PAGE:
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From Cape Town to Rio de Janeiro with no modern technology on board: Translated 9's first success

by Translated 9 30 Jan 23:03 PST
Translated 9 from Cape Town to Rio de Janeiro © Translated

Translated 9 has successfully crossed the ocean for the first time with a crew made up of young people on their first transoceanic voyage, guided by Vittorio Malingri and with practically no tech on board.

Twenty-one days and seventeen hours on the Atlantic Ocean with winds raging at up to 50 knots on a crossing of 3,645 nautical miles: on January 24, Translated 9 completed its participation in the Cape2Rio Race, finishing in 5th place for IRC and in 4th place overall for monohull line honors.

No autopilot and no electric winches: everything was strictly done by hand on a boat from 1974 to prepare for an even bigger challenge.

For Translated 9, the Swan 65 belonging to Translated that will take part in the Ocean Globe Race in September 2023, the crossing from Cape Town to Rio de Janeiro was the first crucial test.

And it was a success from every perspective, in terms of competition, people, and values.

A crew of young people completely new to ocean regattas and embodying all the values that Translated wants to spread around the world — resilience, courage, optimism, and commitment — crossed the Atlantic Ocean. Not an easy feat even with modern technology on board, but Translated 9 did it all without this assistance.

For others, the Cape2Rio Race is the final test, but for Translated 9 it was the first step toward an even greater adventure.

Vittorio Malingri tells the story: "It was a wonderful regatta that featured both strong winds and periods of dead calm. The crew responded well; they never gave up and they grew a lot. It was a difficult journey due to the volatility of the wind, and we had to keep on attacking to stay in the lead group. The final fightback was exciting and we flew along for three days. From a technical point of view, it was a very important test in order to optimize many aspects ready for the Ocean Globe Race 2023."

Competing in the OGR, which begins in September, isn't just about taking part in an epic regatta. Above all, it's an expression of the vision shared by Translated and the people who have now been supporting this project for a couple of years: passing on to young people the expertise and know-how that have established the company as one of the world leaders in technological research on language and in the construction of a new future, one where everyone can understand and be understood in their own language.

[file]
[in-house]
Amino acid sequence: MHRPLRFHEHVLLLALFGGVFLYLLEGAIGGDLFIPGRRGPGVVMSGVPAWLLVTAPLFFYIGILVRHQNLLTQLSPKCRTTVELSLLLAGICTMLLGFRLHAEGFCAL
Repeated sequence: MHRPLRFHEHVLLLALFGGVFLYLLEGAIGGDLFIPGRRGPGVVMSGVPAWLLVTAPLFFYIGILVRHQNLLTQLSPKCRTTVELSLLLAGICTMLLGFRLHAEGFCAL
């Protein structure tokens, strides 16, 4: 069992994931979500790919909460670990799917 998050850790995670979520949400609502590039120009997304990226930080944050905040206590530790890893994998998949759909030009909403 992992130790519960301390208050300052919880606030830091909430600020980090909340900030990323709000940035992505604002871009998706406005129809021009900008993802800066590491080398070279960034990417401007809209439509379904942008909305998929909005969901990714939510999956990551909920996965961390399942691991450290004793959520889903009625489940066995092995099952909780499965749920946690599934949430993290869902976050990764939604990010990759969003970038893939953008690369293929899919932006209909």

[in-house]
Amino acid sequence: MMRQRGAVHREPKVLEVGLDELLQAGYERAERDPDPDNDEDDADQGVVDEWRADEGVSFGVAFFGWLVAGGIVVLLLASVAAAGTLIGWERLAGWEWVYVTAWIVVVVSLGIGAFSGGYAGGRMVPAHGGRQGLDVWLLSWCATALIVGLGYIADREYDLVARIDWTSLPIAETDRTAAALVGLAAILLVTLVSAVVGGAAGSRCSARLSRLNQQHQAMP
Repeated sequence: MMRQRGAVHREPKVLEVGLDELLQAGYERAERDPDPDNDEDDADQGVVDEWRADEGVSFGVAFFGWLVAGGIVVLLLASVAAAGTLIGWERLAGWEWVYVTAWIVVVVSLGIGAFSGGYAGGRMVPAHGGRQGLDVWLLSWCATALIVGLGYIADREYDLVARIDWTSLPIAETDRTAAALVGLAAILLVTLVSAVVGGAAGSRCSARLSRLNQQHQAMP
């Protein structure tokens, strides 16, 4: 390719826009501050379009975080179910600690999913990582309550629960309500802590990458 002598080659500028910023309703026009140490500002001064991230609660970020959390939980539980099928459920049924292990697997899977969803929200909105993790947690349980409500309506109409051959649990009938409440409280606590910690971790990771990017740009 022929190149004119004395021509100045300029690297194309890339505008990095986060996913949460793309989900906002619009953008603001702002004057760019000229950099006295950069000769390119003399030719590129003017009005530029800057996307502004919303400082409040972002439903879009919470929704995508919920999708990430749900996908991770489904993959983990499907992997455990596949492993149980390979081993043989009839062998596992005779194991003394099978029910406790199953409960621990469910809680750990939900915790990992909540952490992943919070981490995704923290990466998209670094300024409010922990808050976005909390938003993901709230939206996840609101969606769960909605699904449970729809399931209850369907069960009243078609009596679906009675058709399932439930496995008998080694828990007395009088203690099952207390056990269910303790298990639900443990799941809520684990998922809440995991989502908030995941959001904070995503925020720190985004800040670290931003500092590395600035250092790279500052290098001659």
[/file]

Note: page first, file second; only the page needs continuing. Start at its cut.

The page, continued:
Hence the role of Vittorio and Nico Malingri, who are developing talents of all ages, nationalities, and backgrounds, training them with a packed schedule of ocean voyages including the important milestone of the Cape2Rio Race. And Marco Trombetti, who had never sailed before taking on this challenge, but whose passion and endless desire to learn helped him face down 50-knot winds, and who is assembling a whole galaxy of tech entrepreneurs around this project.

"The crew did an extraordinary job testing the boat to the limit," says Marco Trombetti. "For many, it was their first time sailing across the ocean. Vittorio and Nico guided us wisely and patiently. For me, it was a fantastic experience. I felt both the fear and the joy of having overcome a challenge that I believed was bigger than me."

1,400 people applied to be part of the project. Buoyed by this new experience, the young people selected for this regatta — Niccolò Banfi, Sophie Fontanesi, Ezgim Mistikoglu, and Baptiste Gillot — are rethinking their future.

Translated 9 isn't just a wonderful sailboat. She also symbolizes the fact that human values will never be superseded by technological innovation, or indeed that these values will guide technology's evolution.

"We Believe In Humans" encapsulates all this: the value of the challenge, the people, and their growth.

Translated 9 will now remain in Brazil for around three weeks before taking to the ocean again, this time headed for Europe, with a change of personnel: on board will be other sailors from the racing crew who will train in preparation for the OGR.

The selection process is still open, and anyone who wants to and believes they can take on a challenge as extreme as it is extraordinary can apply online at

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